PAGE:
Ron DeSantis has not commented on his plans for healthcare should he get elected to the White House. But examining his record gives a good idea of what to expect.
KFF Health News
Under mounting pressure from patient advocates and government regulators, the three major credit agencies over the last two years have taken a series of steps to remove some medical debts from credit reports.
Medicare has long been in control of the prices for its services, but until now the drug industry has successfully fought off price negotiations.
Scores of drugs, many with limited benefit, cost more than $50,000 a year. Some drugs, mostly used to treat rare diseases, cost over $700,000 annually—in the United States.
Medical identity theft can happen if someone loses a wallet with their insurance card in it, for example, or a piece of mail from their insurer goes astray.
The CDC calls the 644 mostly Southern counties where rates of the disease are high the “Diabetes Belt.” And of those counties, more than half have high levels of medical debt.
PBMs—called by some the Pharma Benefits Mafia—are at the center of the circle of pointing fingers, each one blaming the next for sky-high drug prices. And reaping huge profits at patient expense in the meantime.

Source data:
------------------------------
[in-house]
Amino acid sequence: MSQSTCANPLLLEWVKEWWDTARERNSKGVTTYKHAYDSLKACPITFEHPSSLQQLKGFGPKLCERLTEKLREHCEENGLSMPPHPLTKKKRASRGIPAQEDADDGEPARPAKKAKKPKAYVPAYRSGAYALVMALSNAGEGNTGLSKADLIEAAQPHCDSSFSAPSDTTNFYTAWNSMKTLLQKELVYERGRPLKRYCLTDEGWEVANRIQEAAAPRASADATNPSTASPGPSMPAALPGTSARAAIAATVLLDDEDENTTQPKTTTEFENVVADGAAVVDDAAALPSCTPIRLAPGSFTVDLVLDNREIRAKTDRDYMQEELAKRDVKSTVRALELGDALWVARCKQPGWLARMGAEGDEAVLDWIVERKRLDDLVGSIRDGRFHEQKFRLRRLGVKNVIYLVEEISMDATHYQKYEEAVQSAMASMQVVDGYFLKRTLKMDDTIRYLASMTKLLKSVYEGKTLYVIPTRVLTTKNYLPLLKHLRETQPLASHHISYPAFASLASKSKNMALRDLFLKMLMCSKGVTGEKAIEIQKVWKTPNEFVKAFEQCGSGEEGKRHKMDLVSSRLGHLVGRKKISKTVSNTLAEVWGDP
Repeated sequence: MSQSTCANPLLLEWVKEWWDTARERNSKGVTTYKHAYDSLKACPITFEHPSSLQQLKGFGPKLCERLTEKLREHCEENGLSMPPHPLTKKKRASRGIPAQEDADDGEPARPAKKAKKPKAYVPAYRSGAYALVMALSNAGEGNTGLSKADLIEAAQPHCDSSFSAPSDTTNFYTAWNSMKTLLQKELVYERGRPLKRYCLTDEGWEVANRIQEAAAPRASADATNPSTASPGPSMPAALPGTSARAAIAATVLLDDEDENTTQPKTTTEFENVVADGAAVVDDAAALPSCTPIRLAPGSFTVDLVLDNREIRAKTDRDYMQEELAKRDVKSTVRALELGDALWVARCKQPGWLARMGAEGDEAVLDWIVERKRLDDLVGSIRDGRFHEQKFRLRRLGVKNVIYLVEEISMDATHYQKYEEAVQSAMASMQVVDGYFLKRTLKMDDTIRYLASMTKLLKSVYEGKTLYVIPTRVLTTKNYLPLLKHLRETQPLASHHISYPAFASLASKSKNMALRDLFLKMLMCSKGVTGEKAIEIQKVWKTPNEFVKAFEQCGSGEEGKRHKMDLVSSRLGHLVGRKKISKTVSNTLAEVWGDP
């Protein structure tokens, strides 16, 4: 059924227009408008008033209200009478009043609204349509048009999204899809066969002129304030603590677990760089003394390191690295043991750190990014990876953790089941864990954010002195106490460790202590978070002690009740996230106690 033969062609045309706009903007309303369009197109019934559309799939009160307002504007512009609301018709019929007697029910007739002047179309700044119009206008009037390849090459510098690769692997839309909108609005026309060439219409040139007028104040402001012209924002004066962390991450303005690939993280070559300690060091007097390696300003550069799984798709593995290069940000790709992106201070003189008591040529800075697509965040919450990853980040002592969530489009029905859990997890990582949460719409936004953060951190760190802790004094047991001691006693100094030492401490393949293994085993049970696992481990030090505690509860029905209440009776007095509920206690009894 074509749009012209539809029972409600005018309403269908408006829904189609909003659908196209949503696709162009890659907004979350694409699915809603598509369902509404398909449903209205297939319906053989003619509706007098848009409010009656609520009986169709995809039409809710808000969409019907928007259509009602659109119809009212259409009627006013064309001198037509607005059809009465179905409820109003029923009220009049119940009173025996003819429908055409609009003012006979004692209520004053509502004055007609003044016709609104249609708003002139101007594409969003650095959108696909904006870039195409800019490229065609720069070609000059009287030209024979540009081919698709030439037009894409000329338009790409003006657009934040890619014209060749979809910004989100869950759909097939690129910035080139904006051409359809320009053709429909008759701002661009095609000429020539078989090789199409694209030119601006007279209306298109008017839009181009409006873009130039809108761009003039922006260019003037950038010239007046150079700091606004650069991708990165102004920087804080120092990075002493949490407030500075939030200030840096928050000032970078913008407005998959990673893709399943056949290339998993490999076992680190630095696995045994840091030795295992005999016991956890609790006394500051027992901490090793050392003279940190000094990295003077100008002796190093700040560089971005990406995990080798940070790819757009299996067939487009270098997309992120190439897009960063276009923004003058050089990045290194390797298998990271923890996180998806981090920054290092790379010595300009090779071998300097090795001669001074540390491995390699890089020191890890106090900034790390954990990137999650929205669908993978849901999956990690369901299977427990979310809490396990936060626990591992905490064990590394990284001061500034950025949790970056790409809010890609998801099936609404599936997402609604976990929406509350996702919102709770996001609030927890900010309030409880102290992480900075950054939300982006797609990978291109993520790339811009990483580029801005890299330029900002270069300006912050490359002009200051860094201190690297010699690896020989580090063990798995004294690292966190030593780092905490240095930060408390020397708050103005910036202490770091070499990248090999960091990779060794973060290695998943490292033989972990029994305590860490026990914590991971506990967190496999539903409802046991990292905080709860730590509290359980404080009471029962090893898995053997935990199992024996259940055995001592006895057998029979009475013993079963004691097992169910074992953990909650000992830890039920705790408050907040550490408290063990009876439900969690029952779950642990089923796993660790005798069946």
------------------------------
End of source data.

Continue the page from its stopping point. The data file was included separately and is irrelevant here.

Unaccredited companies, sometimes calling themselves “medical consultants” or “coaches,” suggest they can provide quick turnaround times on claims and higher benefit checks.
On a Friday morning before Memorial Day weekend 2018, a tank holding waste from labs working with Ebola, anthrax, and other lethal pathogens became overpressurized, forcing the liquid out a vent pipe—and no one had noticed.
Although Horizon says it now has 20 drugs under development, in its 15 years of existence it has yet to license a product it invented. Yet the company has written a new playbook for how to build a modern pharmaceutical colossus.
Sara McLin’s son burned his hand on a stove. She took him to an in-network emergency room near their home in Florida which did not treat him. But they sent bills anyway—to her son, so she can't dispute them.
Few things about the American health care system infuriate patients and doctors more than prior authorization, a common tool whose use by insurers has exploded in recent years.